In the summer, I spend 30-40 days on the road, mostly in the Midwest. At night I love to kick back in my hotel room and watch sports. If I’m lucky, BTN will have a classic football game from the previous fall on. In a way, I’m the ideal BTN viewer: a twenty-something male, plenty of disposable income who’ll watch any sports that are on. If only the twenty-something guys in New York and DC watched as many rerun sports as I did.
Jim Delany put his reputation as a brilliant commissioner on the line when he invited Rutgers and Maryland into the Big 10, the later coming without a great football program and backlash from its fans. Delany’s gamble is that he will be able to take his valuable network into DC, Baltimore, and Manhattan, and its value will go up exponentially, all the while upping the offer he will eventually make to Notre Dame. But pondering the subject, one has to ask: are there as many potential BTN viewers in the beltway as BTN gained when they expanded into Nebraska? It may sound absurd, but perhaps Delany should have learned a lesson from how two networks modeled after BTN have struggled.
Catch the Longhorn Network recently?
BTN’s markets made the network as profitable as soon as it did, and the respective markets of the Longhorn and Pac-12 Networks have kept those networks in check. Big 10 country is full of states where people have to stay in in the winter and thus watch a lot of sports, and not just football and basketball but fringe sports. Turn on local sports radio in Lincoln or Cedar Rapids in April, and the announcers are talking Husker or Hawkeye baseball and softball. Factor into that you’ve got a huge market like Chicago, where alumni of rural Big 10 who have migrated to better jobs turn in every night to catch some local flair on their favorite teams, and you’ve got the recipe for a successful network.
On the other hand, both Texas and most of the Pac-12 region are flush with year-round outdoor recreation, and transplants whose favorite teams are in the states they left. Who would want to stay in and watch Texas’ greatest 1980’s win over Oklahoma, a season preview of Utah volleyball, or another profile of Pac-12 legend John Elway when there’s another hike to go in or a a beautiful river to boat in?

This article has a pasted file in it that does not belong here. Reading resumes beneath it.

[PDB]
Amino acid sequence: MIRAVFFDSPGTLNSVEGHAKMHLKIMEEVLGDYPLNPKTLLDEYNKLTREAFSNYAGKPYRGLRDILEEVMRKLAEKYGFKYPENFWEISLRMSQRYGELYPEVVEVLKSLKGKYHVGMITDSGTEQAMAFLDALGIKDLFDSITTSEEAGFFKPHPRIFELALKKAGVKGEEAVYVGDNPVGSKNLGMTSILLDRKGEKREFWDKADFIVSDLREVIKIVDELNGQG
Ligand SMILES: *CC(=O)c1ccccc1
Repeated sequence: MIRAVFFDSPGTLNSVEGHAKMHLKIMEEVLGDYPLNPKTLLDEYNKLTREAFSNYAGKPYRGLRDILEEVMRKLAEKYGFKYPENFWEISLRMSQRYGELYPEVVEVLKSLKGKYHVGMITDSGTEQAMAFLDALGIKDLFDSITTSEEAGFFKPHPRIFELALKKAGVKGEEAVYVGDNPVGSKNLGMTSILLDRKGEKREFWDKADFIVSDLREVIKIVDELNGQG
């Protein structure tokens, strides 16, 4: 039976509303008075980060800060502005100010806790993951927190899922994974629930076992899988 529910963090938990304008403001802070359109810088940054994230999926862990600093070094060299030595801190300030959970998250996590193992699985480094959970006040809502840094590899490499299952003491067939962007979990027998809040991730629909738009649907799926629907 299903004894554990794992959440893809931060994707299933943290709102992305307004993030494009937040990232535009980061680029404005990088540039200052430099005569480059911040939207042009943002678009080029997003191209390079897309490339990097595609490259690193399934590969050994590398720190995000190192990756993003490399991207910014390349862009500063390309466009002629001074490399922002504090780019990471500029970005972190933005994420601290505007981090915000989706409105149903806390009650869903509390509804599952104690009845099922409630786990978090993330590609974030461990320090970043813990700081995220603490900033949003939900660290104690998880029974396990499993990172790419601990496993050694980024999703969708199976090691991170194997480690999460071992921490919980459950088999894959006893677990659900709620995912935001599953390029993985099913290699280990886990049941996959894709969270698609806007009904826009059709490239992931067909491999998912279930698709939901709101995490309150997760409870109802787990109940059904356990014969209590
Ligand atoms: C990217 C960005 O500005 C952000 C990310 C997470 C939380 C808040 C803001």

So, with that in mind, let’s look at Maryland and New York. Granted, both regions have Penn State alumni, which should increase viewership, and New York has migrants from all over the Midwest. And Big 10 Football, while not the best in the country (certainly not this year), provides some of the greatest scenes in college football, AKA the Big House and the Horseshoe. Remember, we are talking about sports programming, stuff you can put on at least one TV in every bar in the corner. And the region does like quality basketball, so that should do well as long as the Big 10 succeeds in this arena.
But here’s the fundamental problem: the number one thing that the Big 10 sells is football. As we’ve seen in the case of LHN and the Pac-12 Network, you can’t sell a region something it doesn’t want. With all the entertainment options in New York and DC, people aren’t going to want to watch Indiana-Wisconsin games and other third tier games that BTN broadcasts. Yes, occasionally BTN will get an Iowa-Penn State game that interesting, but that’s the exception.
DC and New York may have transplants, but Baltimore is as parochial and unchanging as Boston. (Read an Anne Tyler novel.) Of course, this means they’ll be calling their cable providers to make sure they get Terrapins basketball, but don’t count on them tuning in for every practice report. Whether the region gets excited as a whole about Big 10 basketball remains to be seen. Outside of Indiana and Michigan State, there aren’t a lot of Big 10 schools that are organically passionate about basketball. Michigan and OSU have good programs, but those have piggy backed off of their football revenue.
Yes, there’s an argument that the local profiles of teams will help elevate the Big 10’s profile in the region. It will be easier for Big 10 programs to steal New Jersey, Maryland, and DC area recruits when they can sell them that all their games will be on networks everyone gets.With Syracuse moving to the ACC, travel won’t necessarily be any greater for a New Jersey player deciding between Syracuse, Rutgers, and BC. But while it will help recruiting-wise, it won’t help the rich young adults of DC and New York (AKA, the demo advertisers crave), buy BTN add time.
But maybe Delany realizes that getting into New York and DC won’t automatically increase the payouts he’s making to all of his schools…yet. Maybe he just had to get on in those markets so he could make a bigger offer to Notre Dame. That is what all college football realignment about in theory, landing either Texas or the Fighting Irish, the later who has eluded Delany for years. Maybe now Delany can finally say to Jack Swarbrick, “When you join are league, we’ll be able to triple our ad rates in New York and DC.”
(More Realignment Speculation)